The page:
Contaminants found near former Bennington landfill
By Patrick McArdle
STAFF WRITER | April 17,2013
BENNINGTON — The town is awaiting word from the Environmental Protection Agency on whether action will be needed to remediate PCBs found at the former landfill near Willow Park that town officials say pose no immediate threat.
Town Manager Stuart Hurd told the Select Board at its April 8 meeting that the discovery had been made while the EPA and the Vermont Department of Environmental Conservation were investigating a high concentration of polychlorinated biphenyls, or PCBs, in the duck pond on Park Street in 2009.
Those contaminants were believed to have come from what is known locally as the former Jard site. Before closing in the 1980s, Jard manufactured electric transformers.
Hurd said during the investigation, EPA and staff from the state’s DEC were told that there might also be contaminants at the former landfill, which also came from Jard.
Hurd said the information could not have been correct because the landfill closed in 1968, before Jard had begun to operate good but tests were run and some older PCBs were found in the “slope of the landfill.”
While students at Grace Christian School had been using a trail on the slope to reach the playing fields at Willow Park, Hurd said they had been informed of the findings and were no longer using that trail. The town has blocked it off and has considered covering it over with an impermeable material, Hurd said.
The investigation found that groundwater in the area is not contaminated.
Hurd said he was telling the board about the contaminant because the town was anticipating a letter from the EPA, which would request a proposal on how the town might take action to mitigate the potential risk.
“They’ve assured us that this is relatively minor when it comes to pollution from a landfill but we will have to deal with the fact that EPA is the lead (agency) in this. Whatever proposal ultimately comes forward, it would be the town and potentially the state of Vermont that’s involved because the state owns the land of the highway” Hurd said.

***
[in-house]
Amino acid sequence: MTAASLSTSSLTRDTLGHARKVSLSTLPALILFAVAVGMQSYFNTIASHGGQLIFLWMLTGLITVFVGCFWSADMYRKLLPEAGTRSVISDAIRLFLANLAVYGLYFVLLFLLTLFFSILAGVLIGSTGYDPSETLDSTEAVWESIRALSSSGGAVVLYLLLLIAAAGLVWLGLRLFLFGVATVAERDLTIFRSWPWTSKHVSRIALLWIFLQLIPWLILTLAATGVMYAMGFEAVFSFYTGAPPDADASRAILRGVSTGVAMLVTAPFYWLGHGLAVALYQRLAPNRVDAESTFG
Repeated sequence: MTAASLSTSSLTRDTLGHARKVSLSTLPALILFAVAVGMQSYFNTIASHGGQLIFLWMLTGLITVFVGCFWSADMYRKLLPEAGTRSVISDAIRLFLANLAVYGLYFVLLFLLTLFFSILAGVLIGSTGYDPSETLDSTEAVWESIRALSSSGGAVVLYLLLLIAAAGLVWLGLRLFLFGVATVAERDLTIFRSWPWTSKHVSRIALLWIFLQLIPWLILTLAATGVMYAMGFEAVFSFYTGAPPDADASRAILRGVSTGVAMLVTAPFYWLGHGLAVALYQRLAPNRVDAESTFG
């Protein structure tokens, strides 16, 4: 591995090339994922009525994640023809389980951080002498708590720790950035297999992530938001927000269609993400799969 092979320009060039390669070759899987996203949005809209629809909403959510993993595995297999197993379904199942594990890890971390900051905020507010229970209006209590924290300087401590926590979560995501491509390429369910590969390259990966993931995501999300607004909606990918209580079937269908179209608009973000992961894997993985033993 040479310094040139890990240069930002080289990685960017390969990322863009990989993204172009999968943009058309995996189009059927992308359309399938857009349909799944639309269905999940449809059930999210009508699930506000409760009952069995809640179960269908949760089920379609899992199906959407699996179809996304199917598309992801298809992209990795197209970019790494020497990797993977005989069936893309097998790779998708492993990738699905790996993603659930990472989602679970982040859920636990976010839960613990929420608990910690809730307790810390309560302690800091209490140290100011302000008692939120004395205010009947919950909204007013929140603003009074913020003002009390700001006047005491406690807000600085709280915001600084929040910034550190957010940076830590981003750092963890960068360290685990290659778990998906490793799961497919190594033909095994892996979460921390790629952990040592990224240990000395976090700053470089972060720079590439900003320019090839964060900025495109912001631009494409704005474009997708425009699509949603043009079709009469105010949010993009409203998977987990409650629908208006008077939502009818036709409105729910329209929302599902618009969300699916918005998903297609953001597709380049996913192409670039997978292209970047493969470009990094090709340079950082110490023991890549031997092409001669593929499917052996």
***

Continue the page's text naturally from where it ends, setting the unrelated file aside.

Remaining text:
Because the slope is heavily vegetated and mostly difficult for people to navigate, Hurd said the town may be able to mitigate the problem just by blocking off the access.
On Tuesday, Douglas Gutro, a government and community relations team leader for the EPA, said the letter requesting a remediation proposal had not yet been sent to the town.
Gutro also provided an update into the investigation of PCB’s found at the duck pond. Investigators have met with homeowners in the Park Street area over the last few weeks and obtained access agreements so they can determine whether or not contaminants are present.
“The whole purpose of this undertaking is to determine whether or not the site is suitable to be scored for the national priorities list and assuming that data comes back, it could then be eligible for long-term funding for action by EPA to investigate and clean up the site,” he said.
According to Gutro, discussions between the town and the EPA about whether there might be federal funding available for the work began over the summer, but now the field investigations are underway.